Peloton's share price drops, and an era ends at Google: Wednesday Wake-Up Call
Peloton’s share price closed down nearly 9 percent on Tuesday, while social media commenters continued to mock the fitness brand’s viral-in-a-bad-way holiday commercial. On Twitter, the ad inspired a lot of adjectives: sexist, dystopian, tone-deaf, cheesy and just plain ridiculous. Peloton's ad is about a charming, fit woman who receives a pricey exercise bike as a gift from her husband. But that description fails to capture the commercial’s bizarre vibe, so if you've somehow missed it until now, watch it. “It’s a complete male fantasy ad,” Kit Yarrow, a consumer psychologist, tells Ad Age’s Adrianne Pasquarelli. Yarrow says that while the ad might not affect holiday sales, it could “dent the image of the company to women going forward.”
Besides the online chatter over the ad, other factors may be affecting the brand's share price. The Motley Fool writes that there had been a run-up in Peloton shares and says the brand had “become a battleground stock after shares touched an all-time high [Monday] on reports of strong Black Friday sales and a number of bullish comments from analysts.”
But anyway, back to that commercial, which is called “The Gift That Gives Back.” Peloton told Pasquarelli that the agency involved was Mekanism, which has done past creative work for the brand. The shop has not responded to multiple requests for comment about the ad, which showed last night on networks including ESPN, Lifetime, Bravo and HGTV, according to ad-tracking service iSpot. Whatever your thoughts are about the commercial, it's not off the airways yet.
TicToc vs. TikTok
Back in 2017, Bloomberg News debuted a Twitter-only video news offering called TicToc. It later became apparent that the branding wasn’t going to work; “since that time, the Chinese video app TikTok emerged as a global social-media powerhouse,” Ad Age’s Garett Sloane reports. Bloomberg has decided to ditch the TicToc name and call its video product QuickTake instead. “If I were in Bloomberg’s shoes I would do the same thing,” Mario Natarelli, managing partner at branding agency MBLM, tells Sloane. “It doesn’t make sense to double down on a name that is going to distract and confuse people.”
Changing of the guard
Google’s founders, Larry Page and Sergey Brin, are stepping down as CEO and president at parent company Alphabet. Sundar Pichai, the CEO of Google, will also take on the title of CEO of Alphabet. Page and Brin are major shareholders and will stay on the company board, Bloomberg News reports. But they’re pulling back at a tricky time; as The New York Times writes, “the internet giant is entering one of the most turbulent periods in its history, with antitrust scrutiny, employee walkouts and growing public skepticism of its power.” That’s not how the founders are casting it though. In an open letter, they wrote: “Today, in 2019, if the company was a person, it would be a young adult of 21 and it would be time to leave the roost. While it has been a tremendous privilege to be deeply involved in the day-to-day management of the company for so long, we believe it’s time to assume the role of proud parents—offering advice and love, but not daily nagging!”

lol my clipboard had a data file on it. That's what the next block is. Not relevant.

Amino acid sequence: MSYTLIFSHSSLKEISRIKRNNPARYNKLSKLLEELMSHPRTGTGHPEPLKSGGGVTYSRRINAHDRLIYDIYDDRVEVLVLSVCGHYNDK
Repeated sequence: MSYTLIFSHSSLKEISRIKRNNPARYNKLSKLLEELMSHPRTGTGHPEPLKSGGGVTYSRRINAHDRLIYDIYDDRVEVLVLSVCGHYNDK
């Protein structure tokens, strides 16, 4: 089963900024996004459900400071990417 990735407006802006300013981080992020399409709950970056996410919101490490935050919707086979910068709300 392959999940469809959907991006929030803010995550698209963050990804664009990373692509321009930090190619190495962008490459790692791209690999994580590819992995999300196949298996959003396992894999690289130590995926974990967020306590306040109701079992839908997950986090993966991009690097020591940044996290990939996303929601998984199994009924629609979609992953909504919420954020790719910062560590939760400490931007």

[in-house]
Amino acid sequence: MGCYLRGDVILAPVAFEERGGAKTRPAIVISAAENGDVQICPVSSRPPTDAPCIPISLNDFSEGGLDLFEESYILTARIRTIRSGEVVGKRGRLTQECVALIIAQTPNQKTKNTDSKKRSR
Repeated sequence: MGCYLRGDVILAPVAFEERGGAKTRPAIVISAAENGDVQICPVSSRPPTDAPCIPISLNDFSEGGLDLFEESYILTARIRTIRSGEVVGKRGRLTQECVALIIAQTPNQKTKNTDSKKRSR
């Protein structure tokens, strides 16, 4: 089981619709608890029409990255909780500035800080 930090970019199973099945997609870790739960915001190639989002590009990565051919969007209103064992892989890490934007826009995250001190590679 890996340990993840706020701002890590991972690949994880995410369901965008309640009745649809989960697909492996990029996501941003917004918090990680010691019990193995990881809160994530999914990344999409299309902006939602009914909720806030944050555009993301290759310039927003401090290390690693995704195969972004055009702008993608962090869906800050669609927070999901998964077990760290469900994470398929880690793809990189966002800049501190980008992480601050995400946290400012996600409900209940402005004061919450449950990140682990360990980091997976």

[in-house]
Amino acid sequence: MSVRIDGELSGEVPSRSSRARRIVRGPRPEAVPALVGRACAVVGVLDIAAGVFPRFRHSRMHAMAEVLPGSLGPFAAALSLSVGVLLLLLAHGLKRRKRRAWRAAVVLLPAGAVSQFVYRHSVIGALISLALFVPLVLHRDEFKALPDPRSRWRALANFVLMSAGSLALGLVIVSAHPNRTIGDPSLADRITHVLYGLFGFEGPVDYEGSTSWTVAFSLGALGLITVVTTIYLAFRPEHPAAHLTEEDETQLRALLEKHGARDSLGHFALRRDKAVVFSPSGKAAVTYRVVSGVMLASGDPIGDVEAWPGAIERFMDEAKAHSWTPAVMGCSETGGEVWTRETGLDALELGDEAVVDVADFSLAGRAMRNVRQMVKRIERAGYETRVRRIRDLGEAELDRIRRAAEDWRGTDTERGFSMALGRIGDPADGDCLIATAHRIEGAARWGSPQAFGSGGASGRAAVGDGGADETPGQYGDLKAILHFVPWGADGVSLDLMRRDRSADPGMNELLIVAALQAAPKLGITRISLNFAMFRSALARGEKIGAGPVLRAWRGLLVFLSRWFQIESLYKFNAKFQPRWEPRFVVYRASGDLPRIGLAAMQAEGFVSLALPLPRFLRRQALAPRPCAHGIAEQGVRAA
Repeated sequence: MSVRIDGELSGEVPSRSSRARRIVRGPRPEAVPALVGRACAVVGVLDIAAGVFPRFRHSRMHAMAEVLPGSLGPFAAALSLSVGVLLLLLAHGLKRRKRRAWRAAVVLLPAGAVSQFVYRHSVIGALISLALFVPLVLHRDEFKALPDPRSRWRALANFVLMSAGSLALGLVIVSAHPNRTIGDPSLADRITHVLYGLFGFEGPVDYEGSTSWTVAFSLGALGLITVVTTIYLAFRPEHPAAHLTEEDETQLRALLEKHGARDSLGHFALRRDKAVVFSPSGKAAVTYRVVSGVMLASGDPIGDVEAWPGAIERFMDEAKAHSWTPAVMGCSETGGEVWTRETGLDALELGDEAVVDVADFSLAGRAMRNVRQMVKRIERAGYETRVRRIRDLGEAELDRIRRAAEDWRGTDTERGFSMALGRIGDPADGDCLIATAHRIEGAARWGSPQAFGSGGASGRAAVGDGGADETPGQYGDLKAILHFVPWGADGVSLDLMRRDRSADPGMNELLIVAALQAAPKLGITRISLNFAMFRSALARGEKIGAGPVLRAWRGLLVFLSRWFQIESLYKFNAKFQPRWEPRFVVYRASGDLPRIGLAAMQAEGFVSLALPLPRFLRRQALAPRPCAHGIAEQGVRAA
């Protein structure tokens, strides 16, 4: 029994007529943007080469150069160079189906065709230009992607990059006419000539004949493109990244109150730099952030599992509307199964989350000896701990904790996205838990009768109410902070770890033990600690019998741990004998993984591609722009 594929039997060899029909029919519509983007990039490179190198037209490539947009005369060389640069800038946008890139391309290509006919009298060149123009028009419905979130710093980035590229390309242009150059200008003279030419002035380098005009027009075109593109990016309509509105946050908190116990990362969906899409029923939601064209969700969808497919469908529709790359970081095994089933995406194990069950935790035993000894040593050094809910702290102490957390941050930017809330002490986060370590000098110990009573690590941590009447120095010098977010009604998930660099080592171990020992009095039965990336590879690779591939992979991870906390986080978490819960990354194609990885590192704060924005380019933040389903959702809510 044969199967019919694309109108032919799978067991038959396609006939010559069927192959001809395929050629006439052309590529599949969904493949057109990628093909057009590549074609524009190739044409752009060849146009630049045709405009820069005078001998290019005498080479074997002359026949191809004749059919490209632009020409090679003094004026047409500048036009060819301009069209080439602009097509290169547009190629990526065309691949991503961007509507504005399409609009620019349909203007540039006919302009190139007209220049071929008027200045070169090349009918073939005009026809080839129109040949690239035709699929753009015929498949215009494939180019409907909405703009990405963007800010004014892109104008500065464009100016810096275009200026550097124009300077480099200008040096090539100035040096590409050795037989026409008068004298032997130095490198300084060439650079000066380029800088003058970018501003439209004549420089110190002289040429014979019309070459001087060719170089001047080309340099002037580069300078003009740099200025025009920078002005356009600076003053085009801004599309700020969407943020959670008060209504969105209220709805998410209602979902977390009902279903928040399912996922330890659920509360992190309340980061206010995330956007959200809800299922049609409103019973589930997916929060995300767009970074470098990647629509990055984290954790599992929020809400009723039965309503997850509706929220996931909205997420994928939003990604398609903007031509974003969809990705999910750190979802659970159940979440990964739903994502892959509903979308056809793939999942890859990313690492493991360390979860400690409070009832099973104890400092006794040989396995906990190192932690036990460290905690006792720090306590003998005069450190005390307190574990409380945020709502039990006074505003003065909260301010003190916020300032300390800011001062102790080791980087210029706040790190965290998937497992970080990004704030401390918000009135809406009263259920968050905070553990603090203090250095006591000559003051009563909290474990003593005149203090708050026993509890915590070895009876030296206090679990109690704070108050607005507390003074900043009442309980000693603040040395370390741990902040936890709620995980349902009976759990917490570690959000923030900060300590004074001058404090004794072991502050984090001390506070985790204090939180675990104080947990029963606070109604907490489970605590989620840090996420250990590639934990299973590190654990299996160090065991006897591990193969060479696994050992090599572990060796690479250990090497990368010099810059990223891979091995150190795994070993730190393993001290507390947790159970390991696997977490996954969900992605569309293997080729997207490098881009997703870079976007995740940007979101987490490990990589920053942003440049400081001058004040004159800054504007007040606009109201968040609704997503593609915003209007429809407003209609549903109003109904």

Which is a cute metaphor but not necessarily a convincing answer to the question of, why leave now?
New gig: “After a long search, Unilever has a new chief marketer, Conny Braams, a 29-year company veteran who will become chief digital and marketing officer as of Jan. 1,” Ad Age’s Jack Neff writes. The company’s previous top marketer, Keith Weed, left in April.
Back in the game: “Coca-Cola Co. will run a 60-second Super Bowl commercial, but the beverage giant has not yet decided on which brand it will plug,” E.J. Schultz writes in Ad Age.
Privacy: An umbrella group of ad industry trade groups groups released “a new set of guidelines to help shape future legislation regarding consumer data collection, as the industry looks to have some say in the inevitable regulations that are coming out of Congress and states like California,” Ad Age’s Garett Sloane writes. The group, which calls itself Privacy For America, has members including the American Association of Advertising Agencies, the Association of National Advertisers and the Interactive Advertising Bureau.
Number of the day: Nearly 190 million consumers went shopping in the U.S. between Thanksgiving and Cyber Monday, the National Retail Federation says. As CNBC reports, that’s up 14 percent from last year.
Ad of the day: Dad jokes are universal, apparently. A new French holiday ad for the Carrefour supermarket chain is about a family celebrating Christmas over the decades. While fashions and societal norms change, the same dad joke returns year after year. The ad from Publicis France celebrates Carrefour’s 60th anniversary, and it’s surprisingly poignant. Read more by Alexandra Jardine, and watch it here; you may even want to put its Françoise Hardy soundtrack on your playlist, too.
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